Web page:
Built on a rectangular plot of 2,370 square meters, the Polish boxed building is the 2015 Expo’s fourth biggest pavilion. Its humble but evocative patterned exterior is a good magnet for visitors to explore Poland’s latest achievements in the agri-food sector, considered to be the country’s specialty.
But why apple crates? As one can easily learn, Poland is the European leader in apple production and the third greatest apple producer worldwide. The wooden packaging boxes commonly used for fruits and vegetables, and showcased here directly as the building cladding, references Poland’s achievements and records in the fruit’s production, safety and quality.
Besides the striking wooden facade, the pavilion offers an extraordinary interior experience too. Visitors, brought directly to the roof level through a tall and narrow entrance aperture, end up in an unforeseen bucolic open air orchard inspired by Mehoffer’s painting “Weird Garden”. Surrounded by mirrors on all four sides, this lush green plot appears visibly infinite. In this creative way the Warsaw architects have triggered associations with Polish agriculture, showcased a characteristic Polish landscape, and, at the same moment, reveals the country’s attitude toward sustainability issues, organic farming, food processing, biotechnology and environmental protection.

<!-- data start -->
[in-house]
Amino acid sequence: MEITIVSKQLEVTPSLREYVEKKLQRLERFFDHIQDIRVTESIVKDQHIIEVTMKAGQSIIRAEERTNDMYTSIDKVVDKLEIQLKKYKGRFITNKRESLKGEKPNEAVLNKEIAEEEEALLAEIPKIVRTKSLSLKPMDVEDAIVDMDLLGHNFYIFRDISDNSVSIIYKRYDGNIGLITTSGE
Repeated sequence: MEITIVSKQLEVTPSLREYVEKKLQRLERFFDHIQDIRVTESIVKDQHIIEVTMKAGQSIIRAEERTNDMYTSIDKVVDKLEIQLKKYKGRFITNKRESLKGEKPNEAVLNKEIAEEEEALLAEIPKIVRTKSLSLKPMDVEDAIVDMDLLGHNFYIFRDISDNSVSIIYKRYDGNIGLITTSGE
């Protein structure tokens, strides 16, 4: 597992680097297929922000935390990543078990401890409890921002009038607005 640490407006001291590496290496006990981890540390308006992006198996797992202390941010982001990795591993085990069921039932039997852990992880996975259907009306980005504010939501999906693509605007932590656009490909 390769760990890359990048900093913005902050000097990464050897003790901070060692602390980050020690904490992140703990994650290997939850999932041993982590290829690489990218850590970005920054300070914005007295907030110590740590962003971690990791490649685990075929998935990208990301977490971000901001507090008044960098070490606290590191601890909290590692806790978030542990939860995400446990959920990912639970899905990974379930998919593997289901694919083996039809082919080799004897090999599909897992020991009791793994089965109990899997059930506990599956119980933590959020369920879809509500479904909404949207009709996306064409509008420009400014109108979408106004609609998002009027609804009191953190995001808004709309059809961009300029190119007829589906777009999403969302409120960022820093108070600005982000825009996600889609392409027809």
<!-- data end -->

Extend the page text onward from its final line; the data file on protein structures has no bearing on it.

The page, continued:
Related: Stunning green-roofed Autofamily House features a drive-thru art gallery in Poland
After the symbolic secret garden, visitors are led through a sequence of edifying rooms, a narrative on Poland’s food heritage. The 1,400 sq.m of exhibition space includes halls with multimedia installations, interactive playgrounds, a cinema, a shop and a restaurant.
This is the sixth time Poland is participating in a Universal Exposition. And since 2000, the country really counts among the most significant and attractive Expo participants, above all thanks to the original design and architectural and construction technology. Indeed, Poland brings home stellar statistics on the pavilion’s attendance, good appreciation ratings and numerous awards. So let’s see if this year’s Polish pavilion, with its rustic architectural concept selected from the 59 competition entries, will see an rise in visitors and gain more international recognition. So far, it’s doing really well.
Images via Maria Novozhilova for Inhabitat